Ben Steele, Bataan Death March survivor and artist, dies age 98

Ben Steele


BILLINGS, Montana - Ben Steele, the Montana ranch hand turned Bataan Death March survivor turned artist and art teacher, was called an “American hero” after passing away at age 98 in his home state on Sunday.

One of his daughters, Julie Jorgenson, told The Billings Gazette​ he passed away peacefully with his wife Shirley and two daughters at his side.

CBS Billings affiliate KTVQ-TV reports​ that Steele -- who was a POW for 1,244 days -- was honored as the Montanan of the week last year by Sen. Steve Daines, who himself took to Twitter on Sunday to pay homage to the “American hero.”

Steele’s journey was chronicled in the 2009 book “Tears in the Darkness​,” which paints a picture of him as “a figure out of Hemingway: a young cowboy turned sketch artist from Montana who joined the army to see the world.”

Steele was born on Nov. 17, 1917, in Roundup, Montana, on his parents’ ranch, and grew up riding horses and roping cattle in the Bull Mountains. One of his biggest and earliest influences was the cowboy artist Will James, Jorgenson told the Billings Gazette.


A drawing of the Bataan Death March, by Montana artist Ben Steele


“Dad used to deliver art supplies to Will James, who was a loner, but he liked dad,” Jorgenson said. “His parents told him not to hang out much with Will James because he was a drinker, but Dad never said a bad word about him.”

Steele later used his skill at drawing to keep his sanity when he was a prisoner of war. 

KTVQ reports tough economic times forced Steele to join the U.S. Army Air Corps in 1940, and by 1941 he was a prisoner of the Japanese.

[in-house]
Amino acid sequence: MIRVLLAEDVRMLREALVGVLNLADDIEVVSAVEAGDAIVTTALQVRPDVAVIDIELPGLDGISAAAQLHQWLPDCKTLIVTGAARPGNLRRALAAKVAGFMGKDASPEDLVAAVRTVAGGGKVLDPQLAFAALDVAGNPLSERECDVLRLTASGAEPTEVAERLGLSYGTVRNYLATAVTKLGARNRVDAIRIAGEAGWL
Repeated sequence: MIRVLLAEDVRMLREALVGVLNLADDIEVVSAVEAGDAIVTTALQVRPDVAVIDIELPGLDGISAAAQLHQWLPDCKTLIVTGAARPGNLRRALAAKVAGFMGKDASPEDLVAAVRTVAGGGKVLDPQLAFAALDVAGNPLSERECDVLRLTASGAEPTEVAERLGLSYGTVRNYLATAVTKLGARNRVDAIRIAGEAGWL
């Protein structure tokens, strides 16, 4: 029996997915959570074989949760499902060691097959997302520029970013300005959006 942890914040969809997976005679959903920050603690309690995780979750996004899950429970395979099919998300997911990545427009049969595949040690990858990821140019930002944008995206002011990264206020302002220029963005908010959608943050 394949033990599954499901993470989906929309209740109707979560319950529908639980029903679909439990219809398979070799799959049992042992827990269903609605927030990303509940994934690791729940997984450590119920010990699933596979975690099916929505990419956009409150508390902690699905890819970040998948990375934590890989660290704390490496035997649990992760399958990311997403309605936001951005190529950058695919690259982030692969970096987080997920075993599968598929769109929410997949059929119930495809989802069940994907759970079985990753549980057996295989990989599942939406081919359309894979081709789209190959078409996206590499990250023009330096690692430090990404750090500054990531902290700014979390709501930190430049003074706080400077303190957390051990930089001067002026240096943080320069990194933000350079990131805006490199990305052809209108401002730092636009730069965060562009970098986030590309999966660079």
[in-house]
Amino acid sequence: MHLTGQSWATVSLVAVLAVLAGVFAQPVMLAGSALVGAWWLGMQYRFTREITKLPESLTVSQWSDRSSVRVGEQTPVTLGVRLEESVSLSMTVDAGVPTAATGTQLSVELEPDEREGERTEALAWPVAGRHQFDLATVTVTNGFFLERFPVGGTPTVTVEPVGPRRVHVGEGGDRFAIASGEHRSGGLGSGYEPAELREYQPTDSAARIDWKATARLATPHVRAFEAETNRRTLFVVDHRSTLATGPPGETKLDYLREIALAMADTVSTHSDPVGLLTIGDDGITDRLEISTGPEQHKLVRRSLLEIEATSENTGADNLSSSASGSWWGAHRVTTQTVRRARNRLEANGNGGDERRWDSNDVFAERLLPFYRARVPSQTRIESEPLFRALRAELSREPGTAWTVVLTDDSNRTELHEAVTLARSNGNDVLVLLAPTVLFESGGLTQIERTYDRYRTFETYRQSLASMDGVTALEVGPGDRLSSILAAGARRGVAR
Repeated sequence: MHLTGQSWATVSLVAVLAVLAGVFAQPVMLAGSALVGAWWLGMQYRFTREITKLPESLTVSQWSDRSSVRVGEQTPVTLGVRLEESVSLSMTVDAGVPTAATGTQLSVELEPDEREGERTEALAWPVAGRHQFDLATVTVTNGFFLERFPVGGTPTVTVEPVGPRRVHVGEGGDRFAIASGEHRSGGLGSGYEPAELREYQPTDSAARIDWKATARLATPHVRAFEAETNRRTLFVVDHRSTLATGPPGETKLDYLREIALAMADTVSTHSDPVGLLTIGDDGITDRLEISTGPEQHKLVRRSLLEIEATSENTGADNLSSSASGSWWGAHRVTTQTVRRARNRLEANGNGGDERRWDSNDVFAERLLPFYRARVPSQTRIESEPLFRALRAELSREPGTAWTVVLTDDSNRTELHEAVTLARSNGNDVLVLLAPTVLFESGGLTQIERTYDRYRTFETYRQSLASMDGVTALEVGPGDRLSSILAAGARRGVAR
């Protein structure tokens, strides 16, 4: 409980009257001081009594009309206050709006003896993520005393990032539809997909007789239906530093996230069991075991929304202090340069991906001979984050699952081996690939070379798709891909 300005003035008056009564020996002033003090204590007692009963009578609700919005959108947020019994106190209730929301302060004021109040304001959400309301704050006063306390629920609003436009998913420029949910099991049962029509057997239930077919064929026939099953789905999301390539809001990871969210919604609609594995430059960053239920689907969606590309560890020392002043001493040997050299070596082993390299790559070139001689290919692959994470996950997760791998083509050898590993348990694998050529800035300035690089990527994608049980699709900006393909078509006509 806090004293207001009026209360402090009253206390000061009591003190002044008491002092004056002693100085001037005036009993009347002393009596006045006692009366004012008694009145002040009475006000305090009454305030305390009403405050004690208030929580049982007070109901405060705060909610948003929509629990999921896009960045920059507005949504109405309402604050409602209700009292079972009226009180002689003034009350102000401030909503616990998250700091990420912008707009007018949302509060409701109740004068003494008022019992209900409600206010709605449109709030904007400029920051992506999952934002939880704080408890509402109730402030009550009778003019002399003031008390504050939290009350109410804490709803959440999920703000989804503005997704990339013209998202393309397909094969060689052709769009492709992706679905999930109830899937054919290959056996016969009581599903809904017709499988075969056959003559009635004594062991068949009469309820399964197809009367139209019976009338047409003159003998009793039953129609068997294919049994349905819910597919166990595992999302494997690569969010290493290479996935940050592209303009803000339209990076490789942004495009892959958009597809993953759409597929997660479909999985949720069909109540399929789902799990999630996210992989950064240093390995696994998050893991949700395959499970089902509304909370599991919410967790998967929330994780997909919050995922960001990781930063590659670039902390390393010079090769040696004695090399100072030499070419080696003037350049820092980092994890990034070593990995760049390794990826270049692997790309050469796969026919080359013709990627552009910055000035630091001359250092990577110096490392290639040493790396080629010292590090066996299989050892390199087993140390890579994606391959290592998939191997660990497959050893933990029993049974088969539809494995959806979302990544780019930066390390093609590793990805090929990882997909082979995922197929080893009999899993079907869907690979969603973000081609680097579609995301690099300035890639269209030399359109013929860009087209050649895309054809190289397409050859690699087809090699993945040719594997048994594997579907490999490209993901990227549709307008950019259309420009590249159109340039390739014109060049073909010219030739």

After being captured by the Japanese and surviving the 66-mile “Death March” in the Philippines, Steele was packed away on an infamous Japanese “Hell Ship,”​ which he also barely survived, before ending up in a forced labor camp in Japan. 

In 2015, a middle school in Billings was named after him. The Billings Gazette reports​ a documentary about Steele and his acclaimed artwork called “Survival Through Art,” is expected to be released soon. His drawings of his time in captivity are housed at the University of Montana in Missoula​.

In describing Steele’s ordeal, the University of Montana writes: “Captured just months after arriving in the Philippines, Ben was tortured, starved, and pierced with a bayonet during the ensuing forty-one months. Calling on his Montana memories and years of hard physical labor, Ben somehow stayed alive long after thousands of other prisoners had died or were killed literally at his feet.

“Hospitalized in late 1942 from a near-lethal combination of beriberi, dysentery, jaundice, and malaria, Ben began sketching on the concrete hospital floor with a piece of charcoal from the nearby stove. His first drawings of horses, cowboy hats, and corrals helped restore his strength and brought his unknown art talents to the attention of others in the compound. On smuggled paper and at the urging of other prisoners, Ben began drawing scenes from the death march and camp life—images that would find their way in the years to come into a collection that has toured the nation and now resides permanently at UM.”